Haitian Methodist Women and Men Making a Difference
There are so many stories … grieving with the mind only and then with the whole body; singing and praying; picking up pieces; burying the dead, morning irrevocable losses; helping an unending surge of the hungry, thirsty, and homeless; raising money with songs and paintings; creating new paintings and songs; and making sure the children would have school and be able to make art. They know how to do this, these Haitians.
Here are portraits of a few Haitians, Methodist sisters and brothers, who in the words of LeGrace Benson, “have been rehearsing and performing this theater since that first act of earthquake and revolution in 1751.”
Many Hats for a Pastor
The Rev. Maude Hippolyte wears many hats in her community in Haiti. She is pastor of l’Eglise Methodiste at Petit-Goave, about 45 miles west of Port-au-Prince. She serves as superintendent of the Petit-Goave district. She is host to many United Methodist volunteer teams that have been working alongside Haitians—many of them from her 24 churches—in recovery from the January 2010 earthquake.
Volunteers from the United States take direction from the local people. The goal is to hire two Haitians for every volunteer. Methodist Haitians, in consultation with their church leaders and overseas partners, decided that one of their top priorities is to restore damaged church buildings. Nine churches were completely destroyed, and 21 were damaged. But in this work they are not only rebuilding structures, they are “rebuilding lives,” in the words of one volunteer from Vashon Island, Wash.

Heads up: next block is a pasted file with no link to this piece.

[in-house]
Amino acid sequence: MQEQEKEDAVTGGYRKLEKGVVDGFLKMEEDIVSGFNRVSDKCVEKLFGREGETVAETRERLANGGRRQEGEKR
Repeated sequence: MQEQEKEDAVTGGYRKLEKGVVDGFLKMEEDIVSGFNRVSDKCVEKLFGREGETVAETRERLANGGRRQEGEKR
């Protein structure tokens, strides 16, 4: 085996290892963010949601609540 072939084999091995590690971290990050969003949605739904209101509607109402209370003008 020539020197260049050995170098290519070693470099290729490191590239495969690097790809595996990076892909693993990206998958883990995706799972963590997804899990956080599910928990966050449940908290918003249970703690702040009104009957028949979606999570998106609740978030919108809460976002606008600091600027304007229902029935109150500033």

Tom Vencuss, a United Methodist Volunteers in Mission project coordinator working in Haiti, writes, “Within the Haitian culture, so much of the life of a community revolves around the church.” Not only is the church a source of hope and inspiration, in the words of Trinity College professor Leslie Desmangles, himself a native of Haiti, the church is also a center where the people can organize around common problems and agree on solutions. In addition the church provides services to the community that the government does not. L’Eglise Methodiste d’Haiti has operated schools and hospitals in Haiti for many years.
“Feed Our Grandparents”
Pastor Jean Dorcely, of the Eglise Methodiste d’Haiti, has devoted his life to relieving the physical, emotional and spiritual needs of his fellow Haitians in Jeremie. His word for recovery in Haiti: “Feed our grandparents who have no one to care for them. Provide them shelter. Surround them in their last years with a sense of dignity.” In the countryside, a garden is like a bank.
Many humanitarian organizations such as UMCOR are teaming up with denominations such as l’Eglise Methodiste d’Haiti to plant community gardens. The gardens provide work for community members and much needed nutrition, countering a decades-long trend of importing food—nearly half of food consumed comes from outside Haiti. As many as 90,000 Haitians are reportedly growing their own food in small organic plots.
“Je guérirai son pays”—I will heal their land
Musician, arranger and composer Ernsly Charles is making a difference in his native Haiti both with his own music and encouragement of new music. He has composed original music for the poetry of Emile Roumer. Near the end of 2010 he composed a hit song, “Si mon peuple Haiti,” to remember the earthquake and reaffirm his faith in God, who, in the words of the song, “will heal their land.”
Born in Belledère, Mr. Charles is a member of l’Eglise Methodiste d’Haiti and organist at First Baptist Church located in his Port-au-Prince home. He also plays oboe and piano and leads and plays with several bands including l’orchestre Philharmonie de Ste. Trinite and the 12 Apotres of the Methodist Church of Haiti.
LeGrace Benson, “Art, Artists, and Shaking the Foundations,” in M. Munro (Ed.), Haiti Rising: Haitian History, Culture and the Earthquake of 2010. Kingston, Jamaica: University of West Indies Press, 2011. Pages 87-95.